Jordan Reeves – TED-Ed Community Manager
I’m going to be totally honest with you. What I’m going to share with you today is something I’ve not shared with anyone before and it makes me really nervous.
On the one hand, I’m an advocate for the LGBT community. I’m a gay man, so their best interest is my best interest. On the other hand, for 23 years I was entrenched in the conservative Christian way that is undeniably prevalent in this part of the country.
I’m from Hueytown, Alabama. I grew up in the South and I know her well. And although I only came out 5 years ago, I also grew up gay. While my childhood was nearly perfect and I never received anything but support from my family, my internal monologue was always, “Am I normal?” “Why is being with a man any different than being with a woman?” So many times I just wanted my feelings to change.
See, I grew up in an environment that was not friendly to gay people and I learned that very early. I can remember people in elementary, middle and high school calling me “faggot” or “sissy”. I don’t blame them, they were just regurgitating their parents’ beliefs. I wasn’t much different. I didn’t use their words but I did stand on their side of the argument. I was both outwardly fighting against homosexuality and internally longing for the moment when I could openly embrace it.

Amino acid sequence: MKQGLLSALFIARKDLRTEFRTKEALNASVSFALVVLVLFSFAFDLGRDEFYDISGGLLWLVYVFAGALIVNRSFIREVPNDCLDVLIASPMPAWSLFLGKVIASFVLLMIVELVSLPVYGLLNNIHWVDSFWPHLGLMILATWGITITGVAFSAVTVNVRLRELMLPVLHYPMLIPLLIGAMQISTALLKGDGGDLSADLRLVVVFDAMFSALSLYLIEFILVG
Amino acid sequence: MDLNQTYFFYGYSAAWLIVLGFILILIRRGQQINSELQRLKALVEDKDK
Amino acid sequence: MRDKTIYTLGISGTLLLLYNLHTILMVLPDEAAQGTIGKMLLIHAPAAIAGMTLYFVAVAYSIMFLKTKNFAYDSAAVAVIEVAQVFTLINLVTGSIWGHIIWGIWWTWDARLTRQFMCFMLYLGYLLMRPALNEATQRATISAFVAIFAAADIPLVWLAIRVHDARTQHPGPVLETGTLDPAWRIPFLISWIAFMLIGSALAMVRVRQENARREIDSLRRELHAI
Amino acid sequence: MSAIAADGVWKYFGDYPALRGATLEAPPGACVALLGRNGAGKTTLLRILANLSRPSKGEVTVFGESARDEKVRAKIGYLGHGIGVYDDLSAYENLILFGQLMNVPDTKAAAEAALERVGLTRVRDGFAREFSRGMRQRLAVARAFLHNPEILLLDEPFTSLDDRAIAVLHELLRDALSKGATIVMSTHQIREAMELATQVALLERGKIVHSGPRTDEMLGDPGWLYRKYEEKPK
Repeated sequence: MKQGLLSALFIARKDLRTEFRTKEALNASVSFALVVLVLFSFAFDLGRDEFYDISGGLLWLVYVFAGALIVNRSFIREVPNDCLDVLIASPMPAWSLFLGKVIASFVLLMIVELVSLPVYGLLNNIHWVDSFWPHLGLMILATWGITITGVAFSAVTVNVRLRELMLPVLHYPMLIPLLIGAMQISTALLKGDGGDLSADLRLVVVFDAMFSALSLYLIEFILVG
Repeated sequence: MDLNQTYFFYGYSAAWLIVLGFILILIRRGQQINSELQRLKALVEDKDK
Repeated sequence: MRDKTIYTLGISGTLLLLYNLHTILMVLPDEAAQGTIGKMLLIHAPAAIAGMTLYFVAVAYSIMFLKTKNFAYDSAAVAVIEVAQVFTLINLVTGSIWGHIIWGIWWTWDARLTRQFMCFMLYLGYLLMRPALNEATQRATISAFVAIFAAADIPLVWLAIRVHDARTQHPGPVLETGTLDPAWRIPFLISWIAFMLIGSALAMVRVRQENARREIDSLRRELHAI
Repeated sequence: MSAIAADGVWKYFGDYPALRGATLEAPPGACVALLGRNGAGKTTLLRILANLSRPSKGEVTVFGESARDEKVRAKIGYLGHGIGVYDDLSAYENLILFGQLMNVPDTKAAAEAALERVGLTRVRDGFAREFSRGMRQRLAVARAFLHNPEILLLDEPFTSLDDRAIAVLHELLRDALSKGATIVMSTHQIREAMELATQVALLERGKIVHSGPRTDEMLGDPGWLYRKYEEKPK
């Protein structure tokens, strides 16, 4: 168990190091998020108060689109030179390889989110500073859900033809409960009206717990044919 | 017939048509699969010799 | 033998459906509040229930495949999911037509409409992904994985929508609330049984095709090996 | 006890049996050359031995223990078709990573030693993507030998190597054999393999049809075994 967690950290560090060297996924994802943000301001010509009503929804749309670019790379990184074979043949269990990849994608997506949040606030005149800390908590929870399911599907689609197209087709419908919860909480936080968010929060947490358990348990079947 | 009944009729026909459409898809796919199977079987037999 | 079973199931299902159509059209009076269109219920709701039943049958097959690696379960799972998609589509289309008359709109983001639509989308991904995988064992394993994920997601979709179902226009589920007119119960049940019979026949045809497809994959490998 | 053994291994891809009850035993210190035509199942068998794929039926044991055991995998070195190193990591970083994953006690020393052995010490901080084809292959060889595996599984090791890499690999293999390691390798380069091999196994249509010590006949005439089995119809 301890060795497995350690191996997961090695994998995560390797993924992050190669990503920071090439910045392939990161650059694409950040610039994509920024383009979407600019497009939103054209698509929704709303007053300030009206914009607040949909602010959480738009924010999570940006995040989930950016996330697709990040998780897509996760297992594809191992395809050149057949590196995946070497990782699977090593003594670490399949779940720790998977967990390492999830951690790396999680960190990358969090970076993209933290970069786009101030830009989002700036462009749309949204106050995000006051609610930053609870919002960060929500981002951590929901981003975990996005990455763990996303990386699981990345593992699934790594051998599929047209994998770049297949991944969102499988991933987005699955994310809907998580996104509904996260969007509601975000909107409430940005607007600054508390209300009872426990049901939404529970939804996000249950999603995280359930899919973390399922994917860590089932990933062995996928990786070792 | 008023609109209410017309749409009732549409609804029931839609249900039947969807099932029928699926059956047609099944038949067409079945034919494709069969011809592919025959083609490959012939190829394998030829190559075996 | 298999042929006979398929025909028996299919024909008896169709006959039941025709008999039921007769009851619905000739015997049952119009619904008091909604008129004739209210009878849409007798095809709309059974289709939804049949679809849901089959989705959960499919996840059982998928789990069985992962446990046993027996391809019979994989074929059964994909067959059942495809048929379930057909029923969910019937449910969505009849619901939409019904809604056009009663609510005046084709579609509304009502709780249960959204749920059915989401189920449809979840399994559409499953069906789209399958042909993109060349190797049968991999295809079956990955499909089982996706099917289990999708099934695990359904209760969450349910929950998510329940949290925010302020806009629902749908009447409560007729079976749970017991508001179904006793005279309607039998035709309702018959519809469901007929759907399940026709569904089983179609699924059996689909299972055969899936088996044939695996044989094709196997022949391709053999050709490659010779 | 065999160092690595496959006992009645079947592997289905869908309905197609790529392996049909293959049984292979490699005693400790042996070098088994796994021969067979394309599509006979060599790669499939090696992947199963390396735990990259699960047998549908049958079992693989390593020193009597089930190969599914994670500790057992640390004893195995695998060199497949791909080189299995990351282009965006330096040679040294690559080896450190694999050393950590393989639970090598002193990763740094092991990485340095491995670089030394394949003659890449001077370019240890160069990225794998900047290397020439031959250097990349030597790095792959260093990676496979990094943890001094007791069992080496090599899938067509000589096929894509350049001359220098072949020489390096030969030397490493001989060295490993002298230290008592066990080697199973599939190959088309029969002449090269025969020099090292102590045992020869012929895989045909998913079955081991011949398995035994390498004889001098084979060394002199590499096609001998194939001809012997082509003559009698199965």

[Audience member: “We love you, man.”]
I love you guys, thank you, thank you. It’s particularly a hard story to tell. And I’ve gone over it over and over and over again, but each time I talk about it, even in front of people, not like in an audience like this, it’s difficult for many reasons. You know, my mom is a very special person to me and while I wouldn’t change much about my childhood, because of the support I had from my family, I would change the fact that I spent most of it living in fear. Mortal fear, the kind of fear that you experience when you’re deep in a nightmare and you wake up screaming. I remember crying until I had no tears left. My heart was broken, not because I had lost love, but because I thought I could never love at all.